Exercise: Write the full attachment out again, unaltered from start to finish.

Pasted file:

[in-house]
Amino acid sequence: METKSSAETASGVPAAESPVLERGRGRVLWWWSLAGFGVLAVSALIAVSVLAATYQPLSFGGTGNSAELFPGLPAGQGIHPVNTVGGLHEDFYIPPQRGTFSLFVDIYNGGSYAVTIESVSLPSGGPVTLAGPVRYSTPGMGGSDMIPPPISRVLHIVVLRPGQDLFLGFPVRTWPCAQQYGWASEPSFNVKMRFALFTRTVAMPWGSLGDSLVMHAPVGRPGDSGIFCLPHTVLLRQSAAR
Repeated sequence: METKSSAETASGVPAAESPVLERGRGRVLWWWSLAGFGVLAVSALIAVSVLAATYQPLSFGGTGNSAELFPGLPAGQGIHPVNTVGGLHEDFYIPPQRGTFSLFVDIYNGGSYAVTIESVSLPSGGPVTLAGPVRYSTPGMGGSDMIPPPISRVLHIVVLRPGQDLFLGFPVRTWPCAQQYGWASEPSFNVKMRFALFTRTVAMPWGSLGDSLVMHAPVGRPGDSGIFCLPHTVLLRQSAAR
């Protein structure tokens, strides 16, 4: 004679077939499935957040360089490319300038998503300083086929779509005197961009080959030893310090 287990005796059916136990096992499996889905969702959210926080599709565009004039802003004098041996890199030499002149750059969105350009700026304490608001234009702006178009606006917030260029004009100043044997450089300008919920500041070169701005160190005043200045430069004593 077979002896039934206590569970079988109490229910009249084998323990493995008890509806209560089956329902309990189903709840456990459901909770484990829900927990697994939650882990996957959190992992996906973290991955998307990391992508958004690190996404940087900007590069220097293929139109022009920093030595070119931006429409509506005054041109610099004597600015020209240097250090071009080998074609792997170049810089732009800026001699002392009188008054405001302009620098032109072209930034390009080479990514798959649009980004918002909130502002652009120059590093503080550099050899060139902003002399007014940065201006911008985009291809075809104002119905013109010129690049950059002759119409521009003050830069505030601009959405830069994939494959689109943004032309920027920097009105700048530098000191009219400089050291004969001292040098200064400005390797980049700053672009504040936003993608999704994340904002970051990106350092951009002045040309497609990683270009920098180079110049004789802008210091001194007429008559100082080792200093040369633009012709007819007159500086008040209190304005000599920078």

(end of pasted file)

[in-house]
Amino acid sequence: METKSSAETASGVPAAESPVLERGRGRVLWWWSLAGFGVLAVSALIAVSVLAATYQPLSFGGTGNSAELFPGLPAGQGIHPVNTVGGLHEDFYIPPQRGTFSLFVDIYNGGSYAVTIESVSLPSGGPVTLAGPVRYSTPGMGGSDMIPPPISRVLHIVVLRPGQDLFLGFPVRTWPCAQQYGWASEPSFNVKMRFALFTRTVAMPWGSLGDSLVMHAPVGRPGDSGIFCLPHTVLLRQSAAR
Repeated sequence: METKSSAETASGVPAAESPVLERGRGRVLWWWSLAGFGVLAVSALIAVSVLAATYQPLSFGGTGNSAELFPGLPAGQGIHPVNTVGGLHEDFYIPPQRGTFSLFVDIYNGGSYAVTIESVSLPSGGPVTLAGPVRYSTPGMGGSDMIPPPISRVLHIVVLRPGQDLFLGFPVRTWPCAQQYGWASEPSFNVKMRFALFTRTVAMPWGSLGDSLVMHAPVGRPGDSGIFCLPHTVLLRQSAAR
């Protein structure tokens, strides 16, 4: 004679077939499935957040360089490319300038998503300083086929779509005197961009080959030893310090 287990005796059916136990096992499996889905969702959210926080599709565009004039802003004098041996890199030499002149750059969105350009700026304490608001234009702006178009606006917030260029004009100043044997450089300008919920500041070169701005160190005043200045430069004593 077979002896039934206590569970079988109490229910009249084998323990493995008890509806209560089956329902309990189903709840456990459901909770484990829900927990697994939650882990996957959190992992996906973290991955998307990391992508958004690190996404940087900007590069220097293929139109022009920093030595070119931006429409509506005054041109610099004597600015020209240097250090071009080998074609792997170049810089732009800026001699002392009188008054405001302009620098032109072209930034390009080479990514798959649009980004918002909130502002652009120059590093503080550099050899060139902003002399007014940065201006911008985009291809075809104002119905013109010129690049950059002759119409521009003050830069505030601009959405830069994939494959689109943004032309920027920097009105700048530098000191009219400089050291004969001292040098200064400005390797980049700053672009504040936003993608999704994340904002970051990106350092951009002045040309497609990683270009920098180079110049004789802008210091001194007429008559100082080792200093040369633009012709007819007159500086008040209190304005000599920078």